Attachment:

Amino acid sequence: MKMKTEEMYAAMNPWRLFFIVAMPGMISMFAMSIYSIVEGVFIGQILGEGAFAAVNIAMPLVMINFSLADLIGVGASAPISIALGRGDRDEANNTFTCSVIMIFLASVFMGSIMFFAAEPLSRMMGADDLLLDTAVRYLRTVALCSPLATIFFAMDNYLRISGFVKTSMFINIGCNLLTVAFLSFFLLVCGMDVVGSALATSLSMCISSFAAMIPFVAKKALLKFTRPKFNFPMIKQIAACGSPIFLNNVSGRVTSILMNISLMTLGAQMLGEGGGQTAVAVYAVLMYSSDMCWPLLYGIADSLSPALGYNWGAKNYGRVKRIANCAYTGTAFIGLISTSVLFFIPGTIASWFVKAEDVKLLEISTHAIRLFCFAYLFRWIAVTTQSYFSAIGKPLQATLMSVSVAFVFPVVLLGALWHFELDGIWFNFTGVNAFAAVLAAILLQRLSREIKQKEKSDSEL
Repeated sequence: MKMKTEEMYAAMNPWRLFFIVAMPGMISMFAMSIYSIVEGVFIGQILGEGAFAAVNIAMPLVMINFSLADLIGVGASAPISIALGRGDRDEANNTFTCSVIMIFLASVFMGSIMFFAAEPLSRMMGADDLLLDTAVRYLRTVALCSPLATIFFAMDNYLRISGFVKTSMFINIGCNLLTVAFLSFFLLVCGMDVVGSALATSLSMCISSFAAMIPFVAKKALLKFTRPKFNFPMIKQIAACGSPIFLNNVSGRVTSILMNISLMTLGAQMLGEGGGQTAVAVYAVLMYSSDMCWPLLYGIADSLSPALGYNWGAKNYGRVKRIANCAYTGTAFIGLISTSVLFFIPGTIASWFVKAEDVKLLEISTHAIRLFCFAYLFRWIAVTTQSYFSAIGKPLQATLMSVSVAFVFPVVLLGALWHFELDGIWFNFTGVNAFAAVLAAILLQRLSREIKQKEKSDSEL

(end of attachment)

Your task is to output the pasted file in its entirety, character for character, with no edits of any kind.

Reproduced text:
Amino acid sequence: MKMKTEEMYAAMNPWRLFFIVAMPGMISMFAMSIYSIVEGVFIGQILGEGAFAAVNIAMPLVMINFSLADLIGVGASAPISIALGRGDRDEANNTFTCSVIMIFLASVFMGSIMFFAAEPLSRMMGADDLLLDTAVRYLRTVALCSPLATIFFAMDNYLRISGFVKTSMFINIGCNLLTVAFLSFFLLVCGMDVVGSALATSLSMCISSFAAMIPFVAKKALLKFTRPKFNFPMIKQIAACGSPIFLNNVSGRVTSILMNISLMTLGAQMLGEGGGQTAVAVYAVLMYSSDMCWPLLYGIADSLSPALGYNWGAKNYGRVKRIANCAYTGTAFIGLISTSVLFFIPGTIASWFVKAEDVKLLEISTHAIRLFCFAYLFRWIAVTTQSYFSAIGKPLQATLMSVSVAFVFPVVLLGALWHFELDGIWFNFTGVNAFAAVLAAILLQRLSREIKQKEKSDSEL
Repeated sequence: MKMKTEEMYAAMNPWRLFFIVAMPGMISMFAMSIYSIVEGVFIGQILGEGAFAAVNIAMPLVMINFSLADLIGVGASAPISIALGRGDRDEANNTFTCSVIMIFLASVFMGSIMFFAAEPLSRMMGADDLLLDTAVRYLRTVALCSPLATIFFAMDNYLRISGFVKTSMFINIGCNLLTVAFLSFFLLVCGMDVVGSALATSLSMCISSFAAMIPFVAKKALLKFTRPKFNFPMIKQIAACGSPIFLNNVSGRVTSILMNISLMTLGAQMLGEGGGQTAVAVYAVLMYSSDMCWPLLYGIADSLSPALGYNWGAKNYGRVKRIANCAYTGTAFIGLISTSVLFFIPGTIASWFVKAEDVKLLEISTHAIRLFCFAYLFRWIAVTTQSYFSAIGKPLQATLMSVSVAFVFPVVLLGALWHFELDGIWFNFTGVNAFAAVLAAILLQRLSREIKQKEKSDSEL